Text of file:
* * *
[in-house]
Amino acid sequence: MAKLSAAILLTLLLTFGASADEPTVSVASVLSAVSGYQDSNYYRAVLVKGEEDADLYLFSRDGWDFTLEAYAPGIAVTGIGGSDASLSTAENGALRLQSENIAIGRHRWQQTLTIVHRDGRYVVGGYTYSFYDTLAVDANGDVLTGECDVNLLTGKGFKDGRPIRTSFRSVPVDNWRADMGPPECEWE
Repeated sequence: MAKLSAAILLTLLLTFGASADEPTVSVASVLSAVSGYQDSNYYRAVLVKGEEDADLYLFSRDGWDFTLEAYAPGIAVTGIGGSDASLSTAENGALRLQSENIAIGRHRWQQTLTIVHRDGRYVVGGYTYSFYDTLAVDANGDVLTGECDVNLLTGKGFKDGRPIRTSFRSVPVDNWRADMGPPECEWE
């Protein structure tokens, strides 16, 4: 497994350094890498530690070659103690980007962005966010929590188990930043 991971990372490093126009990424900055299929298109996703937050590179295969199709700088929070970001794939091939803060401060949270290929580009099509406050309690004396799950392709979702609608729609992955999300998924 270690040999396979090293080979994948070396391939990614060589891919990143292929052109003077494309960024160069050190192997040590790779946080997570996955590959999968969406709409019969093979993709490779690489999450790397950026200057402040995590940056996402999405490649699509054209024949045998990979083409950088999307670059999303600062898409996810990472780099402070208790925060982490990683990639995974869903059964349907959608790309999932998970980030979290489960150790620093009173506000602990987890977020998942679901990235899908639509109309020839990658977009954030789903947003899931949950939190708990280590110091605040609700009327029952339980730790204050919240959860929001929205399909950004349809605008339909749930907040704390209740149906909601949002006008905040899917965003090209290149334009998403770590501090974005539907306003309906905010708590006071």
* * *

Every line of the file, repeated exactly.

[in-house]
Amino acid sequence: MAKLSAAILLTLLLTFGASADEPTVSVASVLSAVSGYQDSNYYRAVLVKGEEDADLYLFSRDGWDFTLEAYAPGIAVTGIGGSDASLSTAENGALRLQSENIAIGRHRWQQTLTIVHRDGRYVVGGYTYSFYDTLAVDANGDVLTGECDVNLLTGKGFKDGRPIRTSFRSVPVDNWRADMGPPECEWE
Repeated sequence: MAKLSAAILLTLLLTFGASADEPTVSVASVLSAVSGYQDSNYYRAVLVKGEEDADLYLFSRDGWDFTLEAYAPGIAVTGIGGSDASLSTAENGALRLQSENIAIGRHRWQQTLTIVHRDGRYVVGGYTYSFYDTLAVDANGDVLTGECDVNLLTGKGFKDGRPIRTSFRSVPVDNWRADMGPPECEWE
């Protein structure tokens, strides 16, 4: 497994350094890498530690070659103690980007962005966010929590188990930043 991971990372490093126009990424900055299929298109996703937050590179295969199709700088929070970001794939091939803060401060949270290929580009099509406050309690004396799950392709979702609608729609992955999300998924 270690040999396979090293080979994948070396391939990614060589891919990143292929052109003077494309960024160069050190192997040590790779946080997570996955590959999968969406709409019969093979993709490779690489999450790397950026200057402040995590940056996402999405490649699509054209024949045998990979083409950088999307670059999303600062898409996810990472780099402070208790925060982490990683990639995974869903059964349907959608790309999932998970980030979290489960150790620093009173506000602990987890977020998942679901990235899908639509109309020839990658977009954030789903947003899931949950939190708990280590110091605040609700009327029952339980730790204050919240959860929001929205399909950004349809605008339909749930907040704390209740149906909601949002006008905040899917965003090209290149334009998403770590501090974005539907306003309906905010708590006071």